Ephrem prays and I invite you to pray over the course of these next forty days that God would take from us a spirit of sloth and give to us a spirit of chastity. But there is one more very important petition in this Lenten prayer. He reminds us that we aren’t called to confess other people’s sins in Lent, but to look in the mirror and take our own spiritual inventory. I know it is way more fun to confess other people’s sins, I enjoy that too. It’s just so much easier to do. But this is the hard work of Lent: to look in a mirror. Lent is a gift because it gives us an opportunity to work on our own stuff, with God’s help, and to ask for the help and support of the community along the way.
Sometimes it is easy to know our own sins. We speak spiteful words when it would be better to bite our tongues, and we know it immediately. We act out of an old wound and take it out on someone who isn’t really to blame.
But sometimes we are blind to the real hurts we cause. I think this is because we know our own motivations and usually we don’t mean to cause someone else harm. But it is naïve to think that we don’t. We didn’t mean it and I’m really sorry if you were hurt by what I said or what I didn’t say. But get over it already!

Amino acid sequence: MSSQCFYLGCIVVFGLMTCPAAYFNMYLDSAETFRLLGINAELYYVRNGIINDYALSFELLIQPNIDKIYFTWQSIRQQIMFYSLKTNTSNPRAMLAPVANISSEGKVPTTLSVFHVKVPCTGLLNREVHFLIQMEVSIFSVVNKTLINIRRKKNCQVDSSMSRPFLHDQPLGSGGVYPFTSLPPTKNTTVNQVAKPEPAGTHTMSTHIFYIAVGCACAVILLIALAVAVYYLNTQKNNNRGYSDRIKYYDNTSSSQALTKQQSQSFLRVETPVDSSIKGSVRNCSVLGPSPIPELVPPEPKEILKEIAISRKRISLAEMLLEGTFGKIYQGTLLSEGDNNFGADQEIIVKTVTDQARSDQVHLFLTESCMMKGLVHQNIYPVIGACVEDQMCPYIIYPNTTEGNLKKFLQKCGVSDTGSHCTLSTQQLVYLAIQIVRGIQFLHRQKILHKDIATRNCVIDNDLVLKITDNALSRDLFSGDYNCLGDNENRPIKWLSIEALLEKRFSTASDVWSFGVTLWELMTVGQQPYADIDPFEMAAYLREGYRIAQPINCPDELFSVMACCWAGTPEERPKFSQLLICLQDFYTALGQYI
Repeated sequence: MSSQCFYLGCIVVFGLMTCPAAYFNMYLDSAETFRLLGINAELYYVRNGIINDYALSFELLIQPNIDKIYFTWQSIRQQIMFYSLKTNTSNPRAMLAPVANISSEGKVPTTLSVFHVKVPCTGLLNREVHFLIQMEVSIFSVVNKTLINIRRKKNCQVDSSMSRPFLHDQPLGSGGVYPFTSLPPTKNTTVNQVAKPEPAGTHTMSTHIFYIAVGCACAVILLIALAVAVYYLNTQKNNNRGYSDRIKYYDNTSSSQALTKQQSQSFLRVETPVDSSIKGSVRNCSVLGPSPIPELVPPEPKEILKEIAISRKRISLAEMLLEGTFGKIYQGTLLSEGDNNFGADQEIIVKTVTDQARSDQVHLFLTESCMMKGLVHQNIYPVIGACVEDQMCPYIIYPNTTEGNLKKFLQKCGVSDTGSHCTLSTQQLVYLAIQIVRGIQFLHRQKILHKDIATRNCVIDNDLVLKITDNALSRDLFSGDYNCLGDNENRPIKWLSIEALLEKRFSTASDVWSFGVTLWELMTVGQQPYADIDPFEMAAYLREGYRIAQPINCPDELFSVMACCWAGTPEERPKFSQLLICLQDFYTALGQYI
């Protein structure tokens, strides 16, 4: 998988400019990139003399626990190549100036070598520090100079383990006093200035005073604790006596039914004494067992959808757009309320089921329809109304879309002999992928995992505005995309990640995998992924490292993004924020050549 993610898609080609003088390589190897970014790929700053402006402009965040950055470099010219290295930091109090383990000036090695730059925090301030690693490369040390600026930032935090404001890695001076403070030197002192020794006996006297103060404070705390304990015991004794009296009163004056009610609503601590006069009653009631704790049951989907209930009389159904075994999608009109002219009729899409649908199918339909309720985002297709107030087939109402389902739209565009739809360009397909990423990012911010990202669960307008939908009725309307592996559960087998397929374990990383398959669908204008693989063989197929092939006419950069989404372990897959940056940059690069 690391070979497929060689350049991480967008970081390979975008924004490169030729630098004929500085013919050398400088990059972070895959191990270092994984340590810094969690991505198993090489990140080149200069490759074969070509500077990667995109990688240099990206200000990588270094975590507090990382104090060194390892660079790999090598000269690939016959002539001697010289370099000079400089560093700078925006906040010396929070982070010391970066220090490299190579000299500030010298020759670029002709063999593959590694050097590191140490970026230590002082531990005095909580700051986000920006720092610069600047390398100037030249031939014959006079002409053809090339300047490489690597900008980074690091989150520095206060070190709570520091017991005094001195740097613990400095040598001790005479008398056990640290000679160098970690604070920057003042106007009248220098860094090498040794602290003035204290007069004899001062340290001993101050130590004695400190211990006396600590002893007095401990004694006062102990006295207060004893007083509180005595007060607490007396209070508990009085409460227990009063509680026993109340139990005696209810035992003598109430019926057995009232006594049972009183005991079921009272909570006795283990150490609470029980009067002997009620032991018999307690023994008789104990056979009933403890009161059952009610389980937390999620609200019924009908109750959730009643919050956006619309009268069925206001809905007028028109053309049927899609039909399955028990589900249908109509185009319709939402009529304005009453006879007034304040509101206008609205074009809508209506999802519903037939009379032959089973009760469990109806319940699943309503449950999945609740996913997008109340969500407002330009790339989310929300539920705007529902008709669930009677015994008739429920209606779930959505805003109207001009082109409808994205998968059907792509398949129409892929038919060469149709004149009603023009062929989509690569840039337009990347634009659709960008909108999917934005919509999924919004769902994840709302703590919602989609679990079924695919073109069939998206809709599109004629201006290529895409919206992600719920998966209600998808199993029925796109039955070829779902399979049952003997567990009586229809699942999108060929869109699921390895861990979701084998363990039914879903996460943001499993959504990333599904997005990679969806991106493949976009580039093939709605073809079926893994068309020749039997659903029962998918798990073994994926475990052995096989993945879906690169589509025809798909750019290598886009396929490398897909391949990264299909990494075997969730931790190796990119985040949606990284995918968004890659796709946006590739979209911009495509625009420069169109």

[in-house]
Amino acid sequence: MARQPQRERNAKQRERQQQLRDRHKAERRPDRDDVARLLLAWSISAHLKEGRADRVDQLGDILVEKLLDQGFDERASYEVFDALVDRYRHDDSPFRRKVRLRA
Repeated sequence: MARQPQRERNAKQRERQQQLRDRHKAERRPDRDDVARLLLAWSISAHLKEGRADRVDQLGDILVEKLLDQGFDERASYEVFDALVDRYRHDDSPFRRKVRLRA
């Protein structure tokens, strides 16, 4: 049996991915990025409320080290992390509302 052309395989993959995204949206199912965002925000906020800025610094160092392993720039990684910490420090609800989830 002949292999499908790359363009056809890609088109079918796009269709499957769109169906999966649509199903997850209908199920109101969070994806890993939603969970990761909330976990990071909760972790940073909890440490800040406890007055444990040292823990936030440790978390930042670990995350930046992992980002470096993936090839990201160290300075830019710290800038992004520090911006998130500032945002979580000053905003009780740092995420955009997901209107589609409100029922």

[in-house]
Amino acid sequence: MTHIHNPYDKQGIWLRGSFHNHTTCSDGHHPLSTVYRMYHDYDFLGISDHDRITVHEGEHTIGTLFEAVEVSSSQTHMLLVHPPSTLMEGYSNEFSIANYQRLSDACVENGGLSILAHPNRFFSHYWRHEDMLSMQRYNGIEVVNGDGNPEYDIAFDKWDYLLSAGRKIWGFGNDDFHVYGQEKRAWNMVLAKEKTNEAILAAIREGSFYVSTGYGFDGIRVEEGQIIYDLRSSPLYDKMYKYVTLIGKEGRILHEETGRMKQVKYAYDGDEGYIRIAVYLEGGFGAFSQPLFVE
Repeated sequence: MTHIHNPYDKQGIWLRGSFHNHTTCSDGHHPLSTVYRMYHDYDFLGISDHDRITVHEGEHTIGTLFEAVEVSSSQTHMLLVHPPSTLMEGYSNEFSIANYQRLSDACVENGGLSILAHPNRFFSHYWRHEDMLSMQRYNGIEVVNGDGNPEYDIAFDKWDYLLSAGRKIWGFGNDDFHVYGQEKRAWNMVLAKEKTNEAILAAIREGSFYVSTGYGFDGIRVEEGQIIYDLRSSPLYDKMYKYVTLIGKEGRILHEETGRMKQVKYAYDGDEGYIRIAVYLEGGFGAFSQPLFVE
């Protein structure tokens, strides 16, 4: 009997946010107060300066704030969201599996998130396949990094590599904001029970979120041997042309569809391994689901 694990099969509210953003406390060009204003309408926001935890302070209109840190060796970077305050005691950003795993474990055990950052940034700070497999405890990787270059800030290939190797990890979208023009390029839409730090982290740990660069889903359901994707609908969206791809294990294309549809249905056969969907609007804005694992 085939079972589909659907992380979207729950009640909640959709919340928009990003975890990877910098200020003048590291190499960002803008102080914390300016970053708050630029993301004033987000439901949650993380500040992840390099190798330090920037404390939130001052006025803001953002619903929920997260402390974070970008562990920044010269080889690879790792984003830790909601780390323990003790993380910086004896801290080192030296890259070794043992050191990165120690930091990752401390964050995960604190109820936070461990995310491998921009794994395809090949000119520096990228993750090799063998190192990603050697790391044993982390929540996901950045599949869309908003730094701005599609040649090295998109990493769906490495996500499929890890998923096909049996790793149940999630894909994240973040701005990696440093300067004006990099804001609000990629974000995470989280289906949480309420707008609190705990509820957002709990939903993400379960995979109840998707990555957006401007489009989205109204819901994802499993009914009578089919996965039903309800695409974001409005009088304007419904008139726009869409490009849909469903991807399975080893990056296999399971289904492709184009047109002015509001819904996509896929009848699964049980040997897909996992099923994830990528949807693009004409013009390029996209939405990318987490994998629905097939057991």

Conversely, if someone hurts us very badly, it is all too easy to attribute the worst of motivations to that person: clearly they acted to inflict pain on us. In fact, they may well have acted out of their own pain or ignorance and blindness. This is not to excuse them. It is simply to say that holding people accountable for their actions and presuming to understand the motivations behind those actions are two very different things.
If we aren’t careful we can maximize the sins of others and minimize the sins we commit. I think that Jesus, in his humorous but insightful way, is saying just that when he says that we spend way too much time finding the splinters in other people’s eyes when there is a beam in our own to take care of. Lent is the time for us to stand in front of a mirror and find those beams in our own eyes. So Ephrem prays simply that God would help him to see his own mistakes rightly and not to be so hard on others.
It seems to me that if we can make this prayer our own for the next forty days, then this will be a holy-enough Lent. Less apathy. More of a sense of purpose. Less time spent on trying to fix other people and more time working on getting our own act together.
Always with God’s help. Blessed be God’s holy name.